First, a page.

Water conservation may not seem prudent during a summer where the rain has been prevalent, particularly this month, but then this is not a new concept to the City of Colville.
In the past decade since the city developed its existing conservation plan, new technologies, new attitudes and new goals have raised the bar in terms of water use efficiencies.
Municipal Services Administrator Eric Durpos recently announced at a public meeting to discuss water conservation that the city wants to work with residents toward that goal.
“I think it’s still education, changing cultural habits and behaviors,” he said. “I think we can still do a lot in that area.”
The plan is the result of requirements from House Bill 1338, known as the Municipal Water Law that was passed in 2003. The law establishes that all municipal water suppliers must use water more efficiently in exchange for water right certainty and flexibility to help them meet future demand.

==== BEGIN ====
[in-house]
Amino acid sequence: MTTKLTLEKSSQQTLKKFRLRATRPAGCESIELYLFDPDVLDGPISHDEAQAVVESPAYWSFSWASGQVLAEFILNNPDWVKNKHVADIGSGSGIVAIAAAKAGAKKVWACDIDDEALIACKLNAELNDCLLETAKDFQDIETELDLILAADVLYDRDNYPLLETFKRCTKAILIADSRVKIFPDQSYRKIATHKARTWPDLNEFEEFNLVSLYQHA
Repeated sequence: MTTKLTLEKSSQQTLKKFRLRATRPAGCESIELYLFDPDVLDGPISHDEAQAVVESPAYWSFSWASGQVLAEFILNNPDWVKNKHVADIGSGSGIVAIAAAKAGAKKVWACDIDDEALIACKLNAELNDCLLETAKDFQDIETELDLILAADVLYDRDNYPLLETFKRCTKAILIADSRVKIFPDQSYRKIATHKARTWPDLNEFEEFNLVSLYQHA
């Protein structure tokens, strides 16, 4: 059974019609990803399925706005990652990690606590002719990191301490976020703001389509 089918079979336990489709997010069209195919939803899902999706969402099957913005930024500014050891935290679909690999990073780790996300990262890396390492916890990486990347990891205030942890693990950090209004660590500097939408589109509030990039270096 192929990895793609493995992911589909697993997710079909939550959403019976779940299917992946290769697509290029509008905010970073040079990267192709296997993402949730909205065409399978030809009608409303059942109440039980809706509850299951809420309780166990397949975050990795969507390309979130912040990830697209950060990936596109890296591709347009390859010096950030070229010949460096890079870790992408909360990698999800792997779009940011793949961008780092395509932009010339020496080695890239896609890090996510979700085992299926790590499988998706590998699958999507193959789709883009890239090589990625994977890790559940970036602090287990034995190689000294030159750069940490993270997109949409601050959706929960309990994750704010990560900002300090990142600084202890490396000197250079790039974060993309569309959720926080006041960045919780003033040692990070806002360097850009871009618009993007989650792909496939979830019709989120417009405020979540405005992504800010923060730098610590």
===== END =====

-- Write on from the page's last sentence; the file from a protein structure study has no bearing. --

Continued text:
“The Department of Health (DOH) was given the task of adopting an enforceable Water Use Efficiency program, which came into effect in Jan. 2007,” Durpos explained. “There are things we (the city) do to measure our water output, and I think it’s safe to say that we are ahead of the game. However, there are still steps we can take to do more as a community.”
The city collects data on water usage through source meters at the city’s seven source wells. The meters are checked daily and readings are taken manually and recorded.
An ongoing meter upgrade plan is being implemented for service meters that will reduce water waste through old, inaccurate meters.
“Consumption is down from what it normally is this time of year because of the weather we’ve been having, but I wouldn’t be able to put an exact number on how much,” Durpos said.
The city will offer free educational material for children, including coloring books, stickers, water gauges, and magnets carrying the reminder to conserve water. Employees from the Water and Sewer Department will give presentations at Fort Colville and Hofstetter Elementary next school year.
The City of Colville has a total of 2,034 water connections, 1,500 of which are single-family units. The others are multi-family units or commercial.
*To read the full story, see the 7-2-14 edition of the S-E.